So, if your AD Module for Powershell won't connect to your installation(s) of AD Web Services, you may now know why and know what to do to fix it.

Reflections on my Lenovo T500

In June 2009, I purchased a Lenovo T500 laptop.  I selected it because it was, at the time, near the top-of-the-line for specs - T9400 Intel Core 2 Duo processor, upto 8GB RAM, 7200rpm hard drive, DVD burner, 15" screen and a dedicated graphics card.  I also was able to get an open-box model at a very reasonable price.  At the same time I also upgraded the RAM to 4GB with a purchase from Newegg.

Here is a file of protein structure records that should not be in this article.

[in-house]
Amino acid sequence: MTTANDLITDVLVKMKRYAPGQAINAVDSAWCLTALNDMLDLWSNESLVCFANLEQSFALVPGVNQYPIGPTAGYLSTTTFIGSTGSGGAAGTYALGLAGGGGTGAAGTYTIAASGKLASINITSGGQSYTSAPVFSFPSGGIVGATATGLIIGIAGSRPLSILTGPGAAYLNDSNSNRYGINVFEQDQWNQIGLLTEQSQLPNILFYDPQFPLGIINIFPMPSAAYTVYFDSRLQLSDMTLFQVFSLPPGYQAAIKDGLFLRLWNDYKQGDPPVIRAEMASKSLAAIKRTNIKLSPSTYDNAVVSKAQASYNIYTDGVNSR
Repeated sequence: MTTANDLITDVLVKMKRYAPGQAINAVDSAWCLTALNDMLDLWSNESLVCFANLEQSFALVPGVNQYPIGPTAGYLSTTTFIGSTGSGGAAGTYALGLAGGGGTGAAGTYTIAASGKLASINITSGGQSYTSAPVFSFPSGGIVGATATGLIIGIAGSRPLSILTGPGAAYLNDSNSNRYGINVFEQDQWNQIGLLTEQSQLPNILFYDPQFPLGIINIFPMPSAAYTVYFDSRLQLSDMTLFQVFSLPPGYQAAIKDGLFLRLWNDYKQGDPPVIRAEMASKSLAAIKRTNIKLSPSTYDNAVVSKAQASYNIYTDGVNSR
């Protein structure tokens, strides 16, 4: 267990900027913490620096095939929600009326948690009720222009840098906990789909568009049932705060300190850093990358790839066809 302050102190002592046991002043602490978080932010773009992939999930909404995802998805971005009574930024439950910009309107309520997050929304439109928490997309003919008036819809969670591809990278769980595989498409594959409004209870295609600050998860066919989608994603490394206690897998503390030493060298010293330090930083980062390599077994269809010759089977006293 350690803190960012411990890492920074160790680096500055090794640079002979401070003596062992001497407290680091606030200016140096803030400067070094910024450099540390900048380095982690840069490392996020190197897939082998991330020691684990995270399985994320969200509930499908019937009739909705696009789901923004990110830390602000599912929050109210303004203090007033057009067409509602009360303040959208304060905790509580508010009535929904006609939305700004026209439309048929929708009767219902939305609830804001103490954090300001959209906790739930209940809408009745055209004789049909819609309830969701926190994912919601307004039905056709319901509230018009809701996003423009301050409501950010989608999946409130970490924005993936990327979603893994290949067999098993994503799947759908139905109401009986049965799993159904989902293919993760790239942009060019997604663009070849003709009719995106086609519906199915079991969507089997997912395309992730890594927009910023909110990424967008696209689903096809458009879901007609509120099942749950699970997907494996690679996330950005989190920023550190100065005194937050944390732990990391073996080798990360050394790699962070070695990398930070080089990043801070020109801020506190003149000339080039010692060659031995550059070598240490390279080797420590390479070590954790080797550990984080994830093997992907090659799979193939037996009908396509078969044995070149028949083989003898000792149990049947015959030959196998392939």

After 21 months of use, I can't say enough good things about my T500.  Durable.  Flexible (I have dual-booted from VHD a couple of times and it's nice).  Still fast.  Basically, a rock-solid laptop.  I've traveled with it a couple of times, and while it does have a bit of weight that comes with it, I haven't found it to be overly heavy when traveling thru the airport.  Performance has been outstanding - I can have multiple browser windows open, along with a couple of apps like Word, Excel, maybe Acrobat, and I cannot notice a discernible performance hit on any of the applications.  Of course, I use Windows 7 Ultimate 64-bit, so that could help in that department.  I also tend to refresh my Windows install every 6-9 months, or else whenever I try out things like installing the IE9 beta on top of the Windows 7 SP1 beta and it blows up my browser. ;)